Withdrawal from opioid pain medications or illicit drugs is an unpleasant and frightening experience, and is particularly upsetting for family members and friends who are often called upon to help the addicted person through this crisis and who very much want him to get and stay clean, but who may understandably conclude that the state of acute withdrawal is worse than the addicted but stable condition he was in before. Methadone is an appropriate drug for this problem, but it is not easy to use for either pain or addiction, and is increasingly used for long-term treatment of people who cannot get or stay entirely clean despite repeated attempts. Buprenorphine, either by itself or in combination with naloxone, is another opioid alternative that is not ideal but more often allows people to transition completely from active use to recovery. The rehabilitation and 12-step model is often harder to apply in opioid addiction than in alcoholism, and it does not always work well for alcoholism, but is sometimes importantly helpful in turning addictions around. There are a variety of safe, inexpensive natural treatment options that people can try for addiction and withdrawal, and that friends and family can help with.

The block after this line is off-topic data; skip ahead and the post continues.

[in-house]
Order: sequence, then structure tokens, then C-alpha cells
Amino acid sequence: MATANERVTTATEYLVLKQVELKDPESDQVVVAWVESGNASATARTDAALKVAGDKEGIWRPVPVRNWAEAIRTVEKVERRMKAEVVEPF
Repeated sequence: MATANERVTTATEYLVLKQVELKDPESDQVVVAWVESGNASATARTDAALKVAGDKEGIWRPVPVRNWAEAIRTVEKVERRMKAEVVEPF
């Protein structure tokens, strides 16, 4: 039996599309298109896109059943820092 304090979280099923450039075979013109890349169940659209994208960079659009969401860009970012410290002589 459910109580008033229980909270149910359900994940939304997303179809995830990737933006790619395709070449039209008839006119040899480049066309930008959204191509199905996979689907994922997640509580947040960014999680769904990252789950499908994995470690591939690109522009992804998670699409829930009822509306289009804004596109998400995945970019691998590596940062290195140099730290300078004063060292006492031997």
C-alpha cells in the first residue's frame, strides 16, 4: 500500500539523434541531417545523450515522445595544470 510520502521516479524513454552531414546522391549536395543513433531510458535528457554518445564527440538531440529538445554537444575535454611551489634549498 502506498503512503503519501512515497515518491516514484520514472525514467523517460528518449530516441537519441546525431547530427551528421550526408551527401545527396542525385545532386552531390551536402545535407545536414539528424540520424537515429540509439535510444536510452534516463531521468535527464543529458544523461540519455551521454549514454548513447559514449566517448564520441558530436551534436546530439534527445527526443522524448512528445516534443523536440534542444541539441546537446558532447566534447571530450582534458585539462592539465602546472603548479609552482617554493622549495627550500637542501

Methadone was a major advance in addiction treatment in its day, but it is essentially substituting addiction to methadone for addiction to pain medications or heroin. The methadone addiction is safer and more easily controlled, but there is worry about the long duration of a methadone dose, its half-life, and worry that it can accumulate in tissue and may have more cardiovascular side effects than had been thought. The greatest drawback of methadone is that its availability is limited, there is often a long waiting list and it is necessary to go daily or at least regularly to an accredited treatment center to receive it.
Buprenorphine is also an opioid drug, but unlike methadone binds only partially to the opiate receptor sites that are involved in addiction and overdose. This reduces the change of getting high or of experiencing respiratory depression with an overdose, but is usually sufficient to block withdrawal symptoms. Buprenorphine is taken by dissolving it under the tongue because it is poorly absorbed by the usual oral route, but the drug can be snorted or injected by people who are really determined to do so, and has the potential for inducing a high or causing an overdose by those routes. To get around this, buprenorphine is usually combined with the opioid antagonist naloxone in the form of Suboxone; the main use for buprenorphine by itself (Subutex) is during pregnancy, when naloxone is not safe, or in people who are allergic to naloxone. Whereas methadone must be given at a treatment center, Suboxone can be prescribed to outpatients by any physician who has taken a course and received certification from the National Institutes of Health and obtained a special registration number from the Drug Enforcement Administration. Physicians who obtain these can then treat up to one hundred patients each with Suboxone through regular office visits.